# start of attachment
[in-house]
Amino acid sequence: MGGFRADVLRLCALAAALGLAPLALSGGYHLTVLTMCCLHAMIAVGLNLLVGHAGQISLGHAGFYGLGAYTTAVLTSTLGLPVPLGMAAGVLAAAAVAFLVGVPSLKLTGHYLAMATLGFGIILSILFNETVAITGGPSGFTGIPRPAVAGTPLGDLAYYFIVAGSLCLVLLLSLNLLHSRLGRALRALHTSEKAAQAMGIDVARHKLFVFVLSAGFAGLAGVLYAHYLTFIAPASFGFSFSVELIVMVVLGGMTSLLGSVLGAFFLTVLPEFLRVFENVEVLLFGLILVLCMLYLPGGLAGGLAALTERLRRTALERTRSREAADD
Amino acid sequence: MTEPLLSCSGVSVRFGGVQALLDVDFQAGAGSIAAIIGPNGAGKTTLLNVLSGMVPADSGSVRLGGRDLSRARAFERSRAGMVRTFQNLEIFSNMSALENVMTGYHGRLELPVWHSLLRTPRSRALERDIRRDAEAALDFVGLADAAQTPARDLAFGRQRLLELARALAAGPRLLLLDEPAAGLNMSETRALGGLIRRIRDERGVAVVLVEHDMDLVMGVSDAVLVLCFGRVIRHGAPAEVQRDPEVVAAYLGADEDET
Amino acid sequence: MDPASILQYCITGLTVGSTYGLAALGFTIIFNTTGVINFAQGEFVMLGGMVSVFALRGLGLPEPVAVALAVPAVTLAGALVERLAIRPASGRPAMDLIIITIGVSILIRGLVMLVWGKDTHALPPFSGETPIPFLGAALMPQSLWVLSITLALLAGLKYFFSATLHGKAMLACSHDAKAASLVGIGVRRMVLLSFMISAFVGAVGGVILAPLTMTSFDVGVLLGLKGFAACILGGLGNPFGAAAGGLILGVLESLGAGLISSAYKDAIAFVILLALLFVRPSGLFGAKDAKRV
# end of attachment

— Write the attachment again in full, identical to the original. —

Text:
[in-house]
Amino acid sequence: MGGFRADVLRLCALAAALGLAPLALSGGYHLTVLTMCCLHAMIAVGLNLLVGHAGQISLGHAGFYGLGAYTTAVLTSTLGLPVPLGMAAGVLAAAAVAFLVGVPSLKLTGHYLAMATLGFGIILSILFNETVAITGGPSGFTGIPRPAVAGTPLGDLAYYFIVAGSLCLVLLLSLNLLHSRLGRALRALHTSEKAAQAMGIDVARHKLFVFVLSAGFAGLAGVLYAHYLTFIAPASFGFSFSVELIVMVVLGGMTSLLGSVLGAFFLTVLPEFLRVFENVEVLLFGLILVLCMLYLPGGLAGGLAALTERLRRTALERTRSREAADD
Amino acid sequence: MTEPLLSCSGVSVRFGGVQALLDVDFQAGAGSIAAIIGPNGAGKTTLLNVLSGMVPADSGSVRLGGRDLSRARAFERSRAGMVRTFQNLEIFSNMSALENVMTGYHGRLELPVWHSLLRTPRSRALERDIRRDAEAALDFVGLADAAQTPARDLAFGRQRLLELARALAAGPRLLLLDEPAAGLNMSETRALGGLIRRIRDERGVAVVLVEHDMDLVMGVSDAVLVLCFGRVIRHGAPAEVQRDPEVVAAYLGADEDET
Amino acid sequence: MDPASILQYCITGLTVGSTYGLAALGFTIIFNTTGVINFAQGEFVMLGGMVSVFALRGLGLPEPVAVALAVPAVTLAGALVERLAIRPASGRPAMDLIIITIGVSILIRGLVMLVWGKDTHALPPFSGETPIPFLGAALMPQSLWVLSITLALLAGLKYFFSATLHGKAMLACSHDAKAASLVGIGVRRMVLLSFMISAFVGAVGGVILAPLTMTSFDVGVLLGLKGFAACILGGLGNPFGAAAGGLILGVLESLGAGLISSAYKDAIAFVILLALLFVRPSGLFGAKDAKRV